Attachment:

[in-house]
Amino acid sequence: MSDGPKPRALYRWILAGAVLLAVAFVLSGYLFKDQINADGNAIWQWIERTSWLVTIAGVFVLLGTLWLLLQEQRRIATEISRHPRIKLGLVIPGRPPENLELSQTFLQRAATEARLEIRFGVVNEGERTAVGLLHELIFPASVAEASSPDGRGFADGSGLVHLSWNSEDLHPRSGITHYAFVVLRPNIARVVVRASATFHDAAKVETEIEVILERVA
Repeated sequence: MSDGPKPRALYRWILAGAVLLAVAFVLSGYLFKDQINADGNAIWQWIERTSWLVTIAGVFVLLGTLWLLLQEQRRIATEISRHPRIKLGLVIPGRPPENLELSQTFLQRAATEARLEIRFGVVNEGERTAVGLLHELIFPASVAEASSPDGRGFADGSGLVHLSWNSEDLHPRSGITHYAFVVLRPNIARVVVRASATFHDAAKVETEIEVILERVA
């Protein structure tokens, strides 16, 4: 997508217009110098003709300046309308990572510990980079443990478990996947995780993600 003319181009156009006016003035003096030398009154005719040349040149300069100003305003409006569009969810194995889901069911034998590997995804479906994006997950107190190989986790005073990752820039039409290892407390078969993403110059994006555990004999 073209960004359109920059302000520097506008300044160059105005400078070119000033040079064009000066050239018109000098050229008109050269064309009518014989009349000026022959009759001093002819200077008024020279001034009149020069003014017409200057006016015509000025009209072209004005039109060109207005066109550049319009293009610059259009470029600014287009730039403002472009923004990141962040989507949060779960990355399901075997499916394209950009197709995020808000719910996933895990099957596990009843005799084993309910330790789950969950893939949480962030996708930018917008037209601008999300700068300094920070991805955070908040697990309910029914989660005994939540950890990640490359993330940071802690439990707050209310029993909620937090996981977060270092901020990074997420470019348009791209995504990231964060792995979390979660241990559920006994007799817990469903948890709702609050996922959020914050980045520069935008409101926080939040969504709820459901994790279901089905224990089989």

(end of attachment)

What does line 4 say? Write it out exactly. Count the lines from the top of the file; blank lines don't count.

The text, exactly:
């Protein structure tokens, strides 16, 4: 997508217009110098003709300046309308990572510990980079443990478990996947995780993600 003319181009156009006016003035003096030398009154005719040349040149300069100003305003409006569009969810194995889901069911034998590997995804479906994006997950107190190989986790005073990752820039039409290892407390078969993403110059994006555990004999 073209960004359109920059302000520097506008300044160059105005400078070119000033040079064009000066050239018109000098050229008109050269064309009518014989009349000026022959009759001093002819200077008024020279001034009149020069003014017409200057006016015509000025009209072209004005039109060109207005066109550049319009293009610059259009470029600014287009730039403002472009923004990141962040989507949060779960990355399901075997499916394209950009197709995020808000719910996933895990099957596990009843005799084993309910330790789950969950893939949480962030996708930018917008037209601008999300700068300094920070991805955070908040697990309910029914989660005994939540950890990640490359993330940071802690439990707050209310029993909620937090996981977060270092901020990074997420470019348009791209995504990231964060792995979390979660241990559920006994007799817990469903948890709702609050996922959020914050980045520069935008409101926080939040969504709820459901994790279901089905224990089989």